New York Municipal Debt Limit Exemption for Sewage Improvements Amendment, Proposal 3 (2013)

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Proposal 3
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Type:Constitutional amendment
Constitution:Article VIII, Section 5
Referred by:New York Legislature
Status:Approved Approveda

The New York Municipal Debt Limit Exemption for Sewage Improvements Amendment, Proposal 3, was on the November 5, 2013 ballot in New York as a legislatively-referred constitutional amendment. It was approved.

The measure allowed municipalities to exclude from their constitutional debt limits indebtedness, resulting from the construction or maintenance of sewer facilities, for an additional ten years.[1]

State Senator Jack Martins (R-7) sponsored the measure in the state legislature as Senate Bill 4065.[2]

At the time of Proposal 3's passage, the state constitution provided that municipal indebtedness resulting from the construction or maintenance of sewer facilities could excluded from the constitutional debt limits of those municipalities for ten years. Originally implemented in 1962, the provision was renewed every decade since. With the approval of Proposal 3, the provision was extended until January 1, 2024.[3]

Election results

Below are the official election results:

Proposal 3
Approveda Yes 1,497,865 62.27%
These results are from the New York Board of Elections.

Text of measure

New York Constitution
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Ballot summary

The official ballot text read as follows:[3]

Exclusion of Indebtedness Contracted for Sewage Facilities

The proposed amendment to Article 8, section 5 of the Constitution would extend for ten years, until January 1, 2024, the authority of counties, cities, towns, and villages to exclude from their constitutional debt limits indebtedness contracted for the construction or reconstruction of sewage facilities. Shall the proposed amendment be approved? [4]

Constitutional changes

Proposal 3 amended Article VIII, Section 5, subsection (E) of the Constitution of New York to read:[5]

E. Indebtedness contracted on or after January first, nineteen hundred sixty-two and prior to January first, two thousand fourteen twenty-four, for the construction or reconstruction of facilities for the conveyance, treatment and disposal of sewage. The legislature shall prescribe the method by which and the terms and conditions under which the amount of any such indebtedness to be excluded shall be determined, and no such indebtedness shall be excluded except in accordance with such determination.


The measure was sponsored by State Senator Jack Martins (R-7) and was approved unanimously by the New York Legislature in 2013.[5]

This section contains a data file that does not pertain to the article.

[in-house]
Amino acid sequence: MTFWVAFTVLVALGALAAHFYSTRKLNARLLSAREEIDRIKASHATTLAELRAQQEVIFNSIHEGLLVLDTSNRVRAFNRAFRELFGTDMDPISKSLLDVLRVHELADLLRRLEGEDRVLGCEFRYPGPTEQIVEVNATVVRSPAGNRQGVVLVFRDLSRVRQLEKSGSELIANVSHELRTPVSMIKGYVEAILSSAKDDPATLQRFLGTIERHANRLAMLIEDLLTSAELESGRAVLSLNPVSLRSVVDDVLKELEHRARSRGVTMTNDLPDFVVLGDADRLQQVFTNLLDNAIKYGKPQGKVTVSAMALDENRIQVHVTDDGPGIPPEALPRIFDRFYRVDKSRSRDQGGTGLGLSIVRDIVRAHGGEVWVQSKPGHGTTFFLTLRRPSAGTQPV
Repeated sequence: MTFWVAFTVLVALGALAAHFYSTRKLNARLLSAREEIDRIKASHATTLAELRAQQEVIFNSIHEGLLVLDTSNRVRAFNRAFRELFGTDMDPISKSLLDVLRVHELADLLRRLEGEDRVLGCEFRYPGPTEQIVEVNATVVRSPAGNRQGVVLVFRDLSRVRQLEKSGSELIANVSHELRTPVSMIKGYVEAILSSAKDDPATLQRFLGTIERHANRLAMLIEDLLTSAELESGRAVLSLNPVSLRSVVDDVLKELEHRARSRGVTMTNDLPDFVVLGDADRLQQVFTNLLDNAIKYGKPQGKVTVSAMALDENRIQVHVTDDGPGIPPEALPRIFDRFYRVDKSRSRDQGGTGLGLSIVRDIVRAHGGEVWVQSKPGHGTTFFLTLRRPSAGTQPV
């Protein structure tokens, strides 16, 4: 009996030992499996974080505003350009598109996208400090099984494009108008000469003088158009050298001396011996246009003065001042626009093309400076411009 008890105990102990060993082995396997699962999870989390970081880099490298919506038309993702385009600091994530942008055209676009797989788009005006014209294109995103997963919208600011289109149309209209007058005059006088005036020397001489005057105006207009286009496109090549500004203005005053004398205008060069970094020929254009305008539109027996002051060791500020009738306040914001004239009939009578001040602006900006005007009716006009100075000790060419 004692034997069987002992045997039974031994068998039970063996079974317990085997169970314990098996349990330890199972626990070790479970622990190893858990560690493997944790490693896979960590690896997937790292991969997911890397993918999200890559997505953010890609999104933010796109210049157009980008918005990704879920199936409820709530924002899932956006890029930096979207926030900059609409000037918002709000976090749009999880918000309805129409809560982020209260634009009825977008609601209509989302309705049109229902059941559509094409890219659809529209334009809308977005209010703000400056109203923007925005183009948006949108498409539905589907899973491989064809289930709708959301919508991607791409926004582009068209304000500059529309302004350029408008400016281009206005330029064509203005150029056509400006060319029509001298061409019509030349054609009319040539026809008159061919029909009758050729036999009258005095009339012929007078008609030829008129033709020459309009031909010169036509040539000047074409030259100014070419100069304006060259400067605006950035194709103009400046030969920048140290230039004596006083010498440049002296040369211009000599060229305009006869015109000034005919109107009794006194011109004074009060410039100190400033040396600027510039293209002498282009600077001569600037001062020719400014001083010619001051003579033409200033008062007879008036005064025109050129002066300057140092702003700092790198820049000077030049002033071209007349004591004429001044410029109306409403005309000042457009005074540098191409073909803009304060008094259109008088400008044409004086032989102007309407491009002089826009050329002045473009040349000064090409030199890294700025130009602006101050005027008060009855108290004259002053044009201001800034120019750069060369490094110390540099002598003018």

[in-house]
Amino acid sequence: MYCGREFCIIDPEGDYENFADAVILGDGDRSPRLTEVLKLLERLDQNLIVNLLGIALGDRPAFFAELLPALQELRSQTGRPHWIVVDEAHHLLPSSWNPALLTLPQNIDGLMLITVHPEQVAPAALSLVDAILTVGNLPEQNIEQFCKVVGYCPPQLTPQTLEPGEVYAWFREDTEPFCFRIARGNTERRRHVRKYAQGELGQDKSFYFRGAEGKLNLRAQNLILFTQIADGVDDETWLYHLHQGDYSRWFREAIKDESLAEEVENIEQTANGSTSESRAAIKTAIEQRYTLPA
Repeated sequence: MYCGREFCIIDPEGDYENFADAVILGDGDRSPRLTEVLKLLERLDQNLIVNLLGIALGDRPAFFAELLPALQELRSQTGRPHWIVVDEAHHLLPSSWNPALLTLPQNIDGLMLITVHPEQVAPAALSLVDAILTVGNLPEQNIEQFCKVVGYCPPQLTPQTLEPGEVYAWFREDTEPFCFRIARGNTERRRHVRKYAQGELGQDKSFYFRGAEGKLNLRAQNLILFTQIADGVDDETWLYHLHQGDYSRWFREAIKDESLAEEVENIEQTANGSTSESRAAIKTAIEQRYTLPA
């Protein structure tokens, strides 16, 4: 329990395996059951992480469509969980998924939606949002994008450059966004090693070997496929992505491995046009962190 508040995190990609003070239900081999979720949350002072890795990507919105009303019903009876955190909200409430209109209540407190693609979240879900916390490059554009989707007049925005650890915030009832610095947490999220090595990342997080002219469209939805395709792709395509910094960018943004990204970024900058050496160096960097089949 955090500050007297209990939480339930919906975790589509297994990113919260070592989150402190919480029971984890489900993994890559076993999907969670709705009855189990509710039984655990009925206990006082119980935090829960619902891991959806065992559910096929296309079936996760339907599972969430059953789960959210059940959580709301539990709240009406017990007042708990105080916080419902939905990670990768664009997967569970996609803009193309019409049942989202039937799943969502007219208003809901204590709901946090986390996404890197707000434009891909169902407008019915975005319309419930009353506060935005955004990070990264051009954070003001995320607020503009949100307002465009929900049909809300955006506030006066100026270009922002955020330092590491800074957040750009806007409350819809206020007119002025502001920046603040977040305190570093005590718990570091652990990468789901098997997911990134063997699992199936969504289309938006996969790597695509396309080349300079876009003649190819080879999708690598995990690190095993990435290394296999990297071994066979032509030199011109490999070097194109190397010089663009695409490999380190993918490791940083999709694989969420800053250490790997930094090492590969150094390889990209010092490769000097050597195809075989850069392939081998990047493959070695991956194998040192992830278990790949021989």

• League of Women Voters listed the following supporting argument: "Concerns addressed in 1963 and by subsequent extensions of the amendment are still valid today. Although many pollution problems have been abated, new technologies allow for more efficient systems, development requires the construction of new systems and existing treatment plants age, requiring repair and reconstruction. The measure would allow municipalities to address sewage needs without impairing their ability to finance other needs."[8]


The League of Women Voters noted that they could not find any opponents or opposing arguments.[8]

Media editorial positions

See also: Endorsements of New York ballot measures, 2013


  • Adirondack Daily Enterprise said, "Vote yes to Proposal 3, which would continue letting municipalities exclude sewer system rebuilding costs from their constitutional debt limits... Sewer systems are essential, and no one wants them to fail."[9]
  • Albany Times Union said, “Proposal 3 would give municipalities until 2024 to upgrade. A Hudson River that's periodically inundated with sewage needs people to vote "yes" on this amendment.”[10]
  • Livingston County News said, “A vote yes will assure New Yorkers that we will maintain our commitment to clean water and sewage free rivers.”[11]
  • New York Times said, "And another would sensibly extend to 2024 the ability of communities to exclude the debt incurred on the construction of sewers from their constitutional debt limits."[12]
  • The Observer said, “The proposition is a sign that state officials realize many areas throughout the state have significant sewer work that needs to be undertaken - including Chautauqua County - and that having that work count against the constitutional taxing limits would hinder sewer projects from being completed.”[13]
  • Post Star said, “We recommend a yes vote on Prop. 3, on the grounds that, with the state tax cap in force and revenues depressed statewide, municipalities would be unable to bear any extra pressure on their budgets.”[14]
  • Watertown Daily Times said, "This amendment has worked well since 1962 and needs to be extended for another 10 years. A vote yes will assure New Yorkers that we will maintain our commitment to clean water and sewage free rivers."[15]

Path to the ballot

See also: Amending the New York Constitution

According to the New York Constitution, a majority vote is required in two successive sessions of the New York State Legislature in order to qualify an amendment for the statewide ballot.

Proposal 3 was referred to the ballot after being approved by both houses in successive terms by simple majority. S4065 was approved for a second time by the New York State Senate on May 22, 2013.[16] S4065 was approved for a second time by the New York State Assembly on June 13, 2013, respectively.[5]

Senate vote

May 22, 2013 Senate vote

New York Proposal 3, S4065 Senate Vote
Approveda Yes 61 100.00%

Assembly vote

June 13, 2013 Assembly vote

New York Proposal 3, S4065 Assembly Vote
Approveda Yes 141 100.00%

See also

Suggest a link

External links